In everyone’s life, at some time, our inner fire goes out. It is then burst into flame by an encounter with another human being. We should all be thankful for those people who rekindle the inner spirit. ~Albert Schweitzer
There are so many kinds of friends we make in a lifetime. Many come and go for many reasons. A special few remain with us for a lifetime.
We have made a most wonderful friend here in Kyoto. Matsuzaki Katsuyoshi is a splendid artist; a sculptor who transforms inanimate stone into spiritual omamori, in this case, he carves small deities whose gentleness, and kindness provides protection for its owner. I have come to think his sculptures radiate his own spirit of kindness. I have several at the entrance to my home who greet me daily as I enter and leave. Now I have one to watch over our apartment in Kyoto.
I’m not sure I believe things happen for a reason and not by chance alone, although our friendship seems to have been preordained.
I met M-san at an art exhibit in NYC at a Japanese clothing store I like to visit about ten years ago. He spoke no English, but through a translator, invited me to his studio on my next upcoming visit to Kyoto. So began a deep and lasting friendship over the years. We both enjoy laughing at similar things and we both enjoy being silly at times. He’s a master at making goofy faces which seems an unusual skill for an adult male in Japan.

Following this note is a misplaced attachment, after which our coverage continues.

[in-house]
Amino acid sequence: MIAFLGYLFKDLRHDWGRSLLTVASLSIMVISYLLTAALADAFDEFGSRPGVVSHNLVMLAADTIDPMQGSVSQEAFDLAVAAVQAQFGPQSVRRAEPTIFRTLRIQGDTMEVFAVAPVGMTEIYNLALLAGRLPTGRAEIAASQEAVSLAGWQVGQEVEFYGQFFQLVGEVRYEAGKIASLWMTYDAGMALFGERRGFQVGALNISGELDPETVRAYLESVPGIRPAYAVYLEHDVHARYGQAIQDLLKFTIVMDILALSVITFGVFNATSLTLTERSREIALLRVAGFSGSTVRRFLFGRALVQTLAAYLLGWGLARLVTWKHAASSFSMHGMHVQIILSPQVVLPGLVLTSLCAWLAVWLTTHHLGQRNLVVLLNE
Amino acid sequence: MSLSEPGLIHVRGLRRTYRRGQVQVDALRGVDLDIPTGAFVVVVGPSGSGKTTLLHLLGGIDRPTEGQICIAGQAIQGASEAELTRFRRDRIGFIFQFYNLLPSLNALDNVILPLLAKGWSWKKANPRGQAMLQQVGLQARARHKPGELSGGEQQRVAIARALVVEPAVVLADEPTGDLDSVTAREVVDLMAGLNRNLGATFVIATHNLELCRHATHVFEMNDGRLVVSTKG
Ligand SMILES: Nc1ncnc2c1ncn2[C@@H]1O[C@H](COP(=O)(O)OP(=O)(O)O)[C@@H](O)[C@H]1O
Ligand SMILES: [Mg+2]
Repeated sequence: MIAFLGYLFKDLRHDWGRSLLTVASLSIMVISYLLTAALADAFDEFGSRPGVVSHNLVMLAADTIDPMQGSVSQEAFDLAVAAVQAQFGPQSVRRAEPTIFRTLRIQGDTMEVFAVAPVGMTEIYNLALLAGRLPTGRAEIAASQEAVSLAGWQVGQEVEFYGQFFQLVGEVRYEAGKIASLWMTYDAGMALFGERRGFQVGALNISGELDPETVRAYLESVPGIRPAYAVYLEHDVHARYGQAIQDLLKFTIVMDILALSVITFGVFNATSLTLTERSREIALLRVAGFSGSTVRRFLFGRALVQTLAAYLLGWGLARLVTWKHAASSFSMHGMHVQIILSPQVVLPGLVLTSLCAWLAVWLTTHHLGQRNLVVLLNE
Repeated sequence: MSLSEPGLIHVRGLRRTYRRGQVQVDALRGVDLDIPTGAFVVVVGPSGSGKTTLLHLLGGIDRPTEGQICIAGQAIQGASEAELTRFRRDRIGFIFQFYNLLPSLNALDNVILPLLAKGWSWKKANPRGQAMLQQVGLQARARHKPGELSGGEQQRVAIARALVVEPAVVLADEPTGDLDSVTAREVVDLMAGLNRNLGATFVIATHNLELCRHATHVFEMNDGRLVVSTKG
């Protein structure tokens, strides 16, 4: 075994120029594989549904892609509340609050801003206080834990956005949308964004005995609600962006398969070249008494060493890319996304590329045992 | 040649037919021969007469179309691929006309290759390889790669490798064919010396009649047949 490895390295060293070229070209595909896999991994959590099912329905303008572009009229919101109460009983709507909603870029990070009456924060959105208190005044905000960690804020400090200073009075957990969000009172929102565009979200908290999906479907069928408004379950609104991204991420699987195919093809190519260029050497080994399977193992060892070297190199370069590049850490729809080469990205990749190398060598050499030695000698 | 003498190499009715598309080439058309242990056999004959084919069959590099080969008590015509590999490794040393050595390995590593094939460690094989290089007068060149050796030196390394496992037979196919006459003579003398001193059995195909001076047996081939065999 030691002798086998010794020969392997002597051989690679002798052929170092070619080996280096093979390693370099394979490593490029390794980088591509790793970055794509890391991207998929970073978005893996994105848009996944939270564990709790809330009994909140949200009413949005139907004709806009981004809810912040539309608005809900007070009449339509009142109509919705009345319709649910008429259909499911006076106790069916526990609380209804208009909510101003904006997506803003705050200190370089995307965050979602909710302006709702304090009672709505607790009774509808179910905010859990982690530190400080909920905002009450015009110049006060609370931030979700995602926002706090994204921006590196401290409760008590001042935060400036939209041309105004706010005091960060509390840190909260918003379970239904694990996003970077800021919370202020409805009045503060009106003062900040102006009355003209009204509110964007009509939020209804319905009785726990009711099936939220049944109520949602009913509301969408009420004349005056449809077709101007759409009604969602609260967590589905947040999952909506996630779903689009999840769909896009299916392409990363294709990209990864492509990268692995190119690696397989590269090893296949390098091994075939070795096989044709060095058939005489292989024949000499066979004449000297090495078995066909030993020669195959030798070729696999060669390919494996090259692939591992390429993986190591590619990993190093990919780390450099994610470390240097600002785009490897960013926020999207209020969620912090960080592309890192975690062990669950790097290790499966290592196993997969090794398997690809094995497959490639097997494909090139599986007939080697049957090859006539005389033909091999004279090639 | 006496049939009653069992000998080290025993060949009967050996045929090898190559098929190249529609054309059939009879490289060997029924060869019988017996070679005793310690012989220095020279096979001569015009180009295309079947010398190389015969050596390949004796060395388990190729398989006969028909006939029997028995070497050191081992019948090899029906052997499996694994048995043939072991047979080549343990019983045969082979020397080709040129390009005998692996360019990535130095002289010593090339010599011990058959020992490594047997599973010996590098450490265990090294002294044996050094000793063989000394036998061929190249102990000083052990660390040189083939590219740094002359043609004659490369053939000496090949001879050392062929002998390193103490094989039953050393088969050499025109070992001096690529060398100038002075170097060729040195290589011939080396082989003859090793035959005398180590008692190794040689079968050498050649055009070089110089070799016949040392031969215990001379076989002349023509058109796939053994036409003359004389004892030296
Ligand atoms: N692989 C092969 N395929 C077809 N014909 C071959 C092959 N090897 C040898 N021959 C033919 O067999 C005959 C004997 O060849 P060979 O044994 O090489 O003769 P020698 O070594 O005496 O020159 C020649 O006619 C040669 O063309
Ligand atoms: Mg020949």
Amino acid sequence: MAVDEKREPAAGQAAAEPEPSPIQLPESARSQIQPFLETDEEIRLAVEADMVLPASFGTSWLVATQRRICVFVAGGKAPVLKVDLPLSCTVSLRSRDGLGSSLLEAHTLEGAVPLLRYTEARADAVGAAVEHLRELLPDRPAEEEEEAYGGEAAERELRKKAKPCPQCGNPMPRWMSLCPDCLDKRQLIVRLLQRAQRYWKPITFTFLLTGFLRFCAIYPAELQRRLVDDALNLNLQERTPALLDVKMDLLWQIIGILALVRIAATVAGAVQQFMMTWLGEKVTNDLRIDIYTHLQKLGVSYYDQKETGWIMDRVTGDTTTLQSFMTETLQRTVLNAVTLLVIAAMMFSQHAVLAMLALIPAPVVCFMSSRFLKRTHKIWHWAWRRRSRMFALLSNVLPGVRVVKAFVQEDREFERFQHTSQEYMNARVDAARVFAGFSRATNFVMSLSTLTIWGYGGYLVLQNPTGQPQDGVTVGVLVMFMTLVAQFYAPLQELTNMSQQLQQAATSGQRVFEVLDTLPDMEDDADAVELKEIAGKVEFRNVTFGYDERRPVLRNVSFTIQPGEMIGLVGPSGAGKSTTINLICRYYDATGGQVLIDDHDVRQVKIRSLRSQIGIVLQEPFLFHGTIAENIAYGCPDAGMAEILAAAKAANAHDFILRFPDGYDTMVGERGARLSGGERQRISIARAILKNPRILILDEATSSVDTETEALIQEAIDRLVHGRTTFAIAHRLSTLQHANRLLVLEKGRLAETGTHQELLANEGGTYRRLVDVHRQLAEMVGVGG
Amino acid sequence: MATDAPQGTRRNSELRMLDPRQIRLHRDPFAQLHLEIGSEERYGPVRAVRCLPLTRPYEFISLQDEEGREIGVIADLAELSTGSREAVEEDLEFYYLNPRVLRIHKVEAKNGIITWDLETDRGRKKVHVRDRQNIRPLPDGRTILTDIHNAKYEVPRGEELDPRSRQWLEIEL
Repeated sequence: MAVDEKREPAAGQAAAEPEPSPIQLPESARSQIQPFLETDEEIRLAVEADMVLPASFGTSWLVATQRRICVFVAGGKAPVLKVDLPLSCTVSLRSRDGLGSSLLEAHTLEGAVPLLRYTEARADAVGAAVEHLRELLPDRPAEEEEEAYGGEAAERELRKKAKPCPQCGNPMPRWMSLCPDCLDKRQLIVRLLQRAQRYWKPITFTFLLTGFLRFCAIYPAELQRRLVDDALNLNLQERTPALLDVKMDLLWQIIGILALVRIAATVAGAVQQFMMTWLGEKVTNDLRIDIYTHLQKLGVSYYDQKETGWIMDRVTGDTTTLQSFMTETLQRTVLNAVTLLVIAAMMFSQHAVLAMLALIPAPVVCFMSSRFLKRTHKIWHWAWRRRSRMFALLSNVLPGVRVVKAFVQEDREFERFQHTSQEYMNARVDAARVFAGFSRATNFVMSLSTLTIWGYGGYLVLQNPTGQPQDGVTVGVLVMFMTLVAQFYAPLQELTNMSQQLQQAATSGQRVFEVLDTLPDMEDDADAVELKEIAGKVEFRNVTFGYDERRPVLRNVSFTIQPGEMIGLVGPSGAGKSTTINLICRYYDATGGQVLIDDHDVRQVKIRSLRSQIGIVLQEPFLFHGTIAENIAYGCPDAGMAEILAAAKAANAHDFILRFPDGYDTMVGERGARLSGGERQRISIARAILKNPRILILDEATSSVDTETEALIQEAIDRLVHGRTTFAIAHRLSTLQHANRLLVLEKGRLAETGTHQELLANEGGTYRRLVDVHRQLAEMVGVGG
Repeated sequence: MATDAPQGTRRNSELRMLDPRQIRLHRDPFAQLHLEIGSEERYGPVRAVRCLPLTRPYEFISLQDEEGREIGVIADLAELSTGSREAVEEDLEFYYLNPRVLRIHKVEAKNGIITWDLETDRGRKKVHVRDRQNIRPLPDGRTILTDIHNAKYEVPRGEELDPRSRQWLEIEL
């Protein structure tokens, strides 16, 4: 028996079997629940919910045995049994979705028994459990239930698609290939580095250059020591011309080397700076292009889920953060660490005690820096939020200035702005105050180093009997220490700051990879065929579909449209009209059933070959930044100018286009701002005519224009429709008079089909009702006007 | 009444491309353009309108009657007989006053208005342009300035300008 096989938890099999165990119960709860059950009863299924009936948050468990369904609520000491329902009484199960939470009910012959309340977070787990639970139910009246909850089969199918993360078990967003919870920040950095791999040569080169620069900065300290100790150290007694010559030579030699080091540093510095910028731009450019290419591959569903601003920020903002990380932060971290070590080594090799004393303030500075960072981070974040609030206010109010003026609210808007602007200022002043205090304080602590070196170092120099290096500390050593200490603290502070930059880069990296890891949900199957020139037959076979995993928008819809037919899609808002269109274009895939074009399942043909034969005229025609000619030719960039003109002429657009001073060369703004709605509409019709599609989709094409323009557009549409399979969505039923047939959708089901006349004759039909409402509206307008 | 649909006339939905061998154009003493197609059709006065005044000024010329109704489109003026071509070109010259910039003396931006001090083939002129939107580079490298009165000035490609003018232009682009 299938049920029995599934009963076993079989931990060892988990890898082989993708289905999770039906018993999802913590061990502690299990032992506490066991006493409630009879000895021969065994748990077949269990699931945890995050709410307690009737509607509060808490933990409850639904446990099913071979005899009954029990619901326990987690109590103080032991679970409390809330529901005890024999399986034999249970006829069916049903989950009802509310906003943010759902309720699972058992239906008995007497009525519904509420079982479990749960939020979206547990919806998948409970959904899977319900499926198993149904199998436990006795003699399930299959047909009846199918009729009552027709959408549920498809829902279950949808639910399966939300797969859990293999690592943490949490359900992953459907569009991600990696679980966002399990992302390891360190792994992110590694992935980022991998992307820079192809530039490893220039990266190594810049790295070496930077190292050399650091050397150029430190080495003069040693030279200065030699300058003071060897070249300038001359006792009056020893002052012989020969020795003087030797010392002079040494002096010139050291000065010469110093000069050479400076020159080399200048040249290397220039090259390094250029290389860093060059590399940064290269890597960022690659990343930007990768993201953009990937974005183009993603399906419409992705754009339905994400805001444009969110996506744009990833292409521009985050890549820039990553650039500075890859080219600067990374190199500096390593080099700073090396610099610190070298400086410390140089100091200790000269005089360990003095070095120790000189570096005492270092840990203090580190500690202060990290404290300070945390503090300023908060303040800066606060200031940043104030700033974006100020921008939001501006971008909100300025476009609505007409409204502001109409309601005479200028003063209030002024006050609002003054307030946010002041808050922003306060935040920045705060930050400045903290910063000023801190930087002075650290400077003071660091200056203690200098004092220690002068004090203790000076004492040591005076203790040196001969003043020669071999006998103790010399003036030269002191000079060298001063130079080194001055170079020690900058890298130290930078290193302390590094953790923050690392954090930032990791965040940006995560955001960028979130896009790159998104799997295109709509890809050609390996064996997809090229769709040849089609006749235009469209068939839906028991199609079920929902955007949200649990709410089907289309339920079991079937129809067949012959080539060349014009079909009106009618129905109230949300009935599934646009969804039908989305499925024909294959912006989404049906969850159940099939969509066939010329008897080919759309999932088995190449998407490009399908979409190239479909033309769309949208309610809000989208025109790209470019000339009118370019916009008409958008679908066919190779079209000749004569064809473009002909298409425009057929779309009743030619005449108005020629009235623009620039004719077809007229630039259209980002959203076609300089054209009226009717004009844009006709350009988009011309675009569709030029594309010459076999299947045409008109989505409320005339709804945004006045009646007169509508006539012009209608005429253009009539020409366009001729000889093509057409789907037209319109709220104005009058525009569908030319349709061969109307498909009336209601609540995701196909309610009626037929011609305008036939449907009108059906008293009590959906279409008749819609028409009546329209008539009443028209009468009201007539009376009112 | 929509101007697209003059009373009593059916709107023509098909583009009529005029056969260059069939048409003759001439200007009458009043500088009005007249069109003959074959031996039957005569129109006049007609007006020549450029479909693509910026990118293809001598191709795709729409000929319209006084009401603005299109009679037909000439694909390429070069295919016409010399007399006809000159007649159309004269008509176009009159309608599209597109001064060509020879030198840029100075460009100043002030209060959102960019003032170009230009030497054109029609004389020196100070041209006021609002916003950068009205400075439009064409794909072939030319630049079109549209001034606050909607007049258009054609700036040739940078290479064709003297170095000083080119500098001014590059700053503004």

Over the years, we’ve visited him when we’re in Japan and he’s visited us in Santa Barbara. He’s become a family friend to all of us, dogs included. He has learned quite a bit of English and what we can’t communicate verbally, we are able to intuit with the help of google translate or sign language.
We were lucky to visit his sculpture studio yesterday, snug against the hills in far Western Kyoto. He works in peaceful seclusion in a rural setting at the end of a dirt road bordered by a bamboo forest, and fields. While we were visiting, a nightingale practised his song from the nearby woods. The strengthening spring sun radiated warmth and a sense of wellbeing on those of us assembled for the visit.
I eagerly surveyed his recent works assembled in neat rows inside his studio. More “friends” waited outside.
My daughter requested that he show us all how he worked. Before we knew it, our grandchildren were hard at work, fascinated by the craft. I think M-san might have taken Silvie on as an apprentice if we lived a little closer.
One of his works in particular called out to me, requesting to be brought home. He made himself at home in our apartment and immediately became a cherished protector of our apartment and its inhabitants.
We couldn’t bring an end to the afternoon until we quickly agreed to meet again next week.